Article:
What the script does however is to log you into the Beam network without firing up the browser and manual typing ID and password and clicking buttons. This results in Instant Messenger programs that start with the system, login successfully. Email programs that start automatically, start downloading too.
On a side note, here is an interesting Beam Cable folly:
The problem: Beam Cable has provided an Internet Connection to the office and deployed their own Wi-Fi VoIP router. My client has further purchased a HP1522nF Printer and connected it to the LAN port of the Router. While my client was able to successfully browse the Internet, attempting to print over the network failed. The only solution: Connect individual notebook computers to the printer using USB cable and print.
Needless to say, this is problematic since the printer/fax is located at the Reception area and Offices are located 50 feet away in staff area. Beam Cable technicians were contacted repeatedly to a point where the technicians gave up and declared “We don’t know what to do”. From this point on, they just stopped coming and the Beam Cable support centre would just sit on the complaints.
I once established a TeamViewer session with a computer in the staff area and could determine that computers were indeed able to connect to the Internet. However attempts at pinging the printer (static IP assigned) failed. This led me to remotely conclude that either the LAN interface on the Beam WiFi router is screwed or the LAN interface on the HP Printer is toast.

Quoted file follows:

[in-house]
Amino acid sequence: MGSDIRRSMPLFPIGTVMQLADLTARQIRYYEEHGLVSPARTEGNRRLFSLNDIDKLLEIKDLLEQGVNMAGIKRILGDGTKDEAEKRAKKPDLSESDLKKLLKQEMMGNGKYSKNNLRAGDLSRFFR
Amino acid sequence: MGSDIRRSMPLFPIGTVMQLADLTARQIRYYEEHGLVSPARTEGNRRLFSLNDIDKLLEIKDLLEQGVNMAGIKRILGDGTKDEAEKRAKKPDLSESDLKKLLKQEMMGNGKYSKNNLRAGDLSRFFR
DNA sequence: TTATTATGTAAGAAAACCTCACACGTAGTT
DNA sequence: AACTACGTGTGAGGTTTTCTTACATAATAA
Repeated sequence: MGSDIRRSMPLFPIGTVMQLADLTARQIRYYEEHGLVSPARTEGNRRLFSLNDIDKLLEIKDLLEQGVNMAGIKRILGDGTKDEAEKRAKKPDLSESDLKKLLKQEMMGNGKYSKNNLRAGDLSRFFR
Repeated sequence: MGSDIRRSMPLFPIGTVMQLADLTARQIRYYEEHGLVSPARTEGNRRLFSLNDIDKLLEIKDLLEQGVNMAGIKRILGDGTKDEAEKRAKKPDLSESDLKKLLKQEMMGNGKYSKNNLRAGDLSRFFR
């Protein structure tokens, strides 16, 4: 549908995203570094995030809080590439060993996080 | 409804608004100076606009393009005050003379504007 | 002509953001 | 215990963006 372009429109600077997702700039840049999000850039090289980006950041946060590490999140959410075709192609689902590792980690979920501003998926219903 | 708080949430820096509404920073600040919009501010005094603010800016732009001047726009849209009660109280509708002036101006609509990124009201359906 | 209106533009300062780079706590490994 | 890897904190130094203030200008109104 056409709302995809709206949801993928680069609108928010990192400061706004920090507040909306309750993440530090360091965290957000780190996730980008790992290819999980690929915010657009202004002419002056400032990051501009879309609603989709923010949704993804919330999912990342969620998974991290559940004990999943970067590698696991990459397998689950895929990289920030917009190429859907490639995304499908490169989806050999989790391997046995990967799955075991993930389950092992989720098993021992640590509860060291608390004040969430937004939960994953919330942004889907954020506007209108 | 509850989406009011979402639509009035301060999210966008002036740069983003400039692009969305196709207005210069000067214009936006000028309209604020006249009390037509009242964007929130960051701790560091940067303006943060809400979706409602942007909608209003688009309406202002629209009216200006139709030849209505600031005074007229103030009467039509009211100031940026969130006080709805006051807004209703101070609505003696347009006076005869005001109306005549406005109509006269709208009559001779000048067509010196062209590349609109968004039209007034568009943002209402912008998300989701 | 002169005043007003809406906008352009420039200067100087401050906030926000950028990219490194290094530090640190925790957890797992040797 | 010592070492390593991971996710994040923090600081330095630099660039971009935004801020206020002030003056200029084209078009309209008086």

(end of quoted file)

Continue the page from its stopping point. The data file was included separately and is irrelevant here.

When I visited the site yesterday and checked the issue, the problem and it’s solution had me splitting with laughter.
It turned out that Beam Cable had installed two WiFi routers in the premises with the same SSID. The Reception router was connected to the Internet cable and the printer, while the Meeting router was connected to the Reception router on the WAN port and switched On. This meant that while the Meeting Room router will act as the Gateway for computers connected to it, any attempts to access devices featuring IP Address in the same subnet but connected to the Reception will fail because the Meeting room router will actually look for the devices in the LAN area and not the WAN area.
If the Meeting Room router was connected to the Reception router on the LAN port, there would have been no issue because the Reception router would now just be a LAN extender.
When the computers were switched On in the office area, they automatically connected to the Meeting Room router (since it’s closer and has more signal strength). They received an IP (via DHCP) too. Since the meeting room router features identical configuration (Same SSID, same Router LAN IP), any diagnosis that was being done by staff was being done on the incorrect router.
Since the LAN cable segments were crimped really badly and it appeared that the cable from the Meeting room router to the Reception router had been pulled out recently, All I had to do to fix the issue was to turn Off the ‘rouge’ router and re-position the reception router for better signal strength in the office room!
Kudos Beam Cable technicians. Some of you should be stripped of your MCSEs and CCNAs.